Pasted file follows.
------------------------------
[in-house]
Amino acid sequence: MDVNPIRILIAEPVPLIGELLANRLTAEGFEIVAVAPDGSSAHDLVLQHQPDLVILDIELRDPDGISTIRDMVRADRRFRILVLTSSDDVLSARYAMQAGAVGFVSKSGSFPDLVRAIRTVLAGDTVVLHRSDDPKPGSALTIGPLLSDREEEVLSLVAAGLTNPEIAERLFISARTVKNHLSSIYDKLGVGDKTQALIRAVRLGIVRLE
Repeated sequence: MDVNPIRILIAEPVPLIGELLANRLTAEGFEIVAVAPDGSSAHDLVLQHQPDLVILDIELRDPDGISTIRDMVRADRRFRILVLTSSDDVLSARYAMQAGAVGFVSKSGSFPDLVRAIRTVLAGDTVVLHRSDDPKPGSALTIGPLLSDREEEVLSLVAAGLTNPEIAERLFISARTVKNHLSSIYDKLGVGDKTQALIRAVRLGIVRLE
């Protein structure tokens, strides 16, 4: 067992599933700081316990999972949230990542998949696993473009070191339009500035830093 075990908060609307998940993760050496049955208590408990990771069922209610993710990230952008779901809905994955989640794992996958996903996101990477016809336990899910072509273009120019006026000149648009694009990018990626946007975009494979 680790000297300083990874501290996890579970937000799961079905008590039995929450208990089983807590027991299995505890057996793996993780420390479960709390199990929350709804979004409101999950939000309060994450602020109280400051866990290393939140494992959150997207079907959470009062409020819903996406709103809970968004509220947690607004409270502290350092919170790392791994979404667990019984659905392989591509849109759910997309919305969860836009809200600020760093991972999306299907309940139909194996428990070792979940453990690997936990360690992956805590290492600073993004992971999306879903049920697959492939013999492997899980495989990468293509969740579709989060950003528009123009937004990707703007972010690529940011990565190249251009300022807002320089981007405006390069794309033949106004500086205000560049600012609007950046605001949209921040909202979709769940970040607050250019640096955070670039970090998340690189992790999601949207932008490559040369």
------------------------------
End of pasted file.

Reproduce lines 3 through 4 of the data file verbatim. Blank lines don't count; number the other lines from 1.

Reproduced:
Repeated sequence: MDVNPIRILIAEPVPLIGELLANRLTAEGFEIVAVAPDGSSAHDLVLQHQPDLVILDIELRDPDGISTIRDMVRADRRFRILVLTSSDDVLSARYAMQAGAVGFVSKSGSFPDLVRAIRTVLAGDTVVLHRSDDPKPGSALTIGPLLSDREEEVLSLVAAGLTNPEIAERLFISARTVKNHLSSIYDKLGVGDKTQALIRAVRLGIVRLE
């Protein structure tokens, strides 16, 4: 067992599933700081316990999972949230990542998949696993473009070191339009500035830093 075990908060609307998940993760050496049955208590408990990771069922209610993710990230952008779901809905994955989640794992996958996903996101990477016809336990899910072509273009120019006026000149648009694009990018990626946007975009494979 680790000297300083990874501290996890579970937000799961079905008590039995929450208990089983807590027991299995505890057996793996993780420390479960709390199990929350709804979004409101999950939000309060994450602020109280400051866990290393939140494992959150997207079907959470009062409020819903996406709103809970968004509220947690607004409270502290350092919170790392791994979404667990019984659905392989591509849109759910997309919305969860836009809200600020760093991972999306299907309940139909194996428990070792979940453990690997936990360690992956805590290492600073993004992971999306879903049920697959492939013999492997899980495989990468293509969740579709989060950003528009123009937004990707703007972010690529940011990565190249251009300022807002320089981007405006390069794309033949106004500086205000560049600012609007950046605001949209921040909202979709769940970040607050250019640096955070670039970090998340690189992790999601949207932008490559040369």